She wrote extensively about Parks and Recreation or the Upright Citizens Brigade. For Parks and Recreation, she spoke about the characters, and even included audio clips from her favorite scenes. Considering I have never been a fan of Parks and Recreation or The Office (which the filming style is modeled after), this didn’t appeal much to me. But I am probably just a one-off.
While I love that she gushed over the Upright Citizens Brigade (UCB), I wish she had written more about Saturday Night Live (SNL). This was a huge part of Bossypants, but in Yes Please is brought up mainly in reference to her pregnancy. When hearing about Poehler’s comedic upbringing, I was hoping to hear 50/50 about SNL and the UCB, but it was much more 20/80, respectively.
She also talks extensively about how hard it is to write a book. It was the subject of the whole first chapter! By the time I had finished that section and the joke was still being repeated, it was a little like, “OK, we get it. Writing a book is hard. So…why did you?”
Well, maybe because she wanted to let her fans get to know her better and is willing to share a thing or two about her personal life?! Psych. She keeps her private life very…private. I can 100% respect anyone’s desire to do so, but isn’t the point of writing a memoir to open up publicly? Poehler seems like a really sweet person and I was hoping to get more of a glimpse into the woman “who has a face made for wigs,” as her makeup artist once told her.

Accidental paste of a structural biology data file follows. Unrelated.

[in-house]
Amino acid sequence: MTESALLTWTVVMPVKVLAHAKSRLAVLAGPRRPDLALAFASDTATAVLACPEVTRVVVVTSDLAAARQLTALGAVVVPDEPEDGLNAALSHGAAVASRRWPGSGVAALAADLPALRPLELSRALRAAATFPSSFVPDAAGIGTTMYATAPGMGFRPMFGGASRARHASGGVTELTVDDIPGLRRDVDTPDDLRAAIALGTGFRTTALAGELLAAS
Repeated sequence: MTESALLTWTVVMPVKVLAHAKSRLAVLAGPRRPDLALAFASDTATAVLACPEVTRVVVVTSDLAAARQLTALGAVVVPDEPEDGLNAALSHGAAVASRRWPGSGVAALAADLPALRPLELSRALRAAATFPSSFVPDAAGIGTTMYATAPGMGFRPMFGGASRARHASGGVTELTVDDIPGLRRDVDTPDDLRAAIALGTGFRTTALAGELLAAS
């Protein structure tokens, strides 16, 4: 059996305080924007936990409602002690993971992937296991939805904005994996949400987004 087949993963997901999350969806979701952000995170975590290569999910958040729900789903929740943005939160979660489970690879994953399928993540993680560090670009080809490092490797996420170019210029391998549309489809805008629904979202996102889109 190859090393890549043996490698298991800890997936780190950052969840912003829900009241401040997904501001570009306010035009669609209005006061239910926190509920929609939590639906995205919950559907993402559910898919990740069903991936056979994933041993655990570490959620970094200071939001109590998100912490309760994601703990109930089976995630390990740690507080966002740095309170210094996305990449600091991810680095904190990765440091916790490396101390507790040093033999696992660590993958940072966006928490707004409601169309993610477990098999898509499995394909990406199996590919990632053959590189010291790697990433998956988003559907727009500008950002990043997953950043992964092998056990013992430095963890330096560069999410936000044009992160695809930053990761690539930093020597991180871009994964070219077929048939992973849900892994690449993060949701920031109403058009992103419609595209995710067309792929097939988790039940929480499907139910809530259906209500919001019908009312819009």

But she does open up about two specific things: her volunteer work in Haiti and a time she publicly and unknowingly made fun of a disabled girl. Both chapters felt self-serving. One was to make her feel warm and fuzzy, and the other was to offer an excuse of her limited involvement in a skit and explain how she made a large donation to the girl’s college fund years later to make up for it. What is the take-away here, Poehler? I love that you did volunteer work in Haiti, but where do we go from there? How can your fans get involved? Why was this work personally important to you? Are you still offering support or was this just a press trip? I think it is really important to talk about your mistakes, but why is there a whole chapter in your book about how you didn’t know the doll represented a real girl? Are you telling us to fact check? That it is never too late to apologize? That if you piss someone’s rich friends off really badly, you can make a donation to clear the air? Both sections left me wanting. It was the only time I felt Poehler starting to open up, and right when I was about to walk through the door, she closed it gently in my face and suggested that I find my sugar elsewhere.